‘Project burnout’, or ‘project fatigue’, is a common problem in business. And never more so than today, with the pace of change almost outrunning our ability to keep up. Advancements in technology, increasing regulatory demands, a tough economy, and of course the introduction of AI into our everyday lives – no wonder organisations can feel they are firefighting just to stay in the game.
For project managers (and project staff in general), project burnout is a real red flag. Never mind the impact it can have on your project, what about the consequences on mental health, on team spirit, and on collaboration and effective working in general?
The best way to manage project burnout, of course, is to avoid it altogether. Below we’ve set out some simple tips that you can experiment with, to see if you can ‘burn-proof’ yourself, your team and your work. But if it’s unavoidable, we’ve also listed the red flags that indicate burnout is around the corner – and what to do if you’re really ‘in the trenches’. We hope our insights will be useful…
Can you avoid project burnout altogether?
The simple answer is ‘yes’ – but it’s not the same as protecting yourself against the ‘flu. Self-care is absolutely key here. Set healthy work boundaries, and make sure your team members (and yourself) are completely clear about your deliverables and what is expected of you. Make sure everyone understands the end-goal and the purpose of the project. Ask for, and give, regular feedback so that everyone feels they are being paid attention to. Give praise where it’s due, and make sure that team members know how valued they are. Importantly, if you are a project manager, be available – for support, for any questions, for challenges, and for collaborative conversation.
Spotting burnout in colleagues (and in yourself!)
Sometimes it just can’t be avoided – despite your best intentions. If you’re leading or working on a project – and especially if you’re a responsible, concerned team member – here are the key things to look out for in your colleagues.
- Constant exhaustion; losing interest in day-to-day activities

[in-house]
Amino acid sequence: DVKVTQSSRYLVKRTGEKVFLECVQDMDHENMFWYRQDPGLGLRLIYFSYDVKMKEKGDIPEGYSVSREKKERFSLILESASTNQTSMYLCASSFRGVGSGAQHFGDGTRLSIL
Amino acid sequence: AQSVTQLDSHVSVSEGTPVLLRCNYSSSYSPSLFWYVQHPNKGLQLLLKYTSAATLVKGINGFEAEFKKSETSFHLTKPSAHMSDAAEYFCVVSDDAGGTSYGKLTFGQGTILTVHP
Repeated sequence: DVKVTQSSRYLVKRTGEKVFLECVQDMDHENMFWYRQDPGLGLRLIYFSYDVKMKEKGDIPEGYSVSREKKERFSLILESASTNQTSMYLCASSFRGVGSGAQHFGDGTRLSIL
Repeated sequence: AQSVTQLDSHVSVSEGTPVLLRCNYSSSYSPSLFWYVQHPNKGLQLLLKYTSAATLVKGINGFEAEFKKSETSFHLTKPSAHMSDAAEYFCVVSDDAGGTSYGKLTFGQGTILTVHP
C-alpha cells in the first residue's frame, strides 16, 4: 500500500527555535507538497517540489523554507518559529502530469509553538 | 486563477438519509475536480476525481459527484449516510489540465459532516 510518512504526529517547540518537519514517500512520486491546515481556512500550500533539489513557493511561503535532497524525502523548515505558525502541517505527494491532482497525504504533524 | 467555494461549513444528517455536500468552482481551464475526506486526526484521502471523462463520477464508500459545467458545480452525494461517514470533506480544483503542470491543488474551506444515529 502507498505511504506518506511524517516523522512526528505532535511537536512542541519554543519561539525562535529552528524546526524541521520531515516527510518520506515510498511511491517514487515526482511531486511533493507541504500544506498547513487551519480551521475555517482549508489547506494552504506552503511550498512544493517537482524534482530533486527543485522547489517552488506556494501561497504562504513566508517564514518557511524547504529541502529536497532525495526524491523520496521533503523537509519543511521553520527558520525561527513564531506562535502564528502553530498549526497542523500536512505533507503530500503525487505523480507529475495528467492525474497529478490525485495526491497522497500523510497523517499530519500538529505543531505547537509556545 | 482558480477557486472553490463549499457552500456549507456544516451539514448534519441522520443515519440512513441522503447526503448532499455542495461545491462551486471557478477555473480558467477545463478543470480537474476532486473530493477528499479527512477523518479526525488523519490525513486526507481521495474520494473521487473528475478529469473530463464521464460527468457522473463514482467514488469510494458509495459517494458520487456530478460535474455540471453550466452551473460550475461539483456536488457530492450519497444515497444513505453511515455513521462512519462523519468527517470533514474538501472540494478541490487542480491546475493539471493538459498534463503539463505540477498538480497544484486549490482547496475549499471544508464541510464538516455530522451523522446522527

- Avoiding responsibilities
- Isolating themselves from other team members
- “Glass is half-empty” mentality (turning positives into negatives, often without even realising they are doing so)
- Missed deadlines
- Inability to concentrate and/or make rational decisions
- Quality of work suffers
Remember that it’s also important to make sure you don’t burn out. Project fatigue is contagious, so practice the self-care tips we’ve suggested to avoid it
Addressing burnout if it happens
If you spot any of the signs listed above in a team-member, there are some practical steps you can take. Why not make time to take them for a coffee or a chat outside of the regular work environment, and give them opportunity to open up to you? Remember to listen to how they’re feeling without judgement or criticism: you’re being a sounding-board for them. If it’s possible, could they take some time off to regain perspective? Could their workload be lightened, or focused on just one area? You could also consider:
- Breaking larger tasks/milestones into smaller, simpler deliverables
- Completely eliminating overtime and/or weekend working
- Suggest an “email off” policy after a certain time in the evening (we’d advise proposing it to the whole team, so the individual doesn’t feel singled out and so that others don’t get the wrong impression)
- Make sure the individual’s scope of work has not crept into other, demanding areas (of the project, or elsewhere in the business)
Have you ever experienced project burnout? How did it impact you, and your team? What did you do to address it?
We’re interested to hear: email firstname.lastname@example.org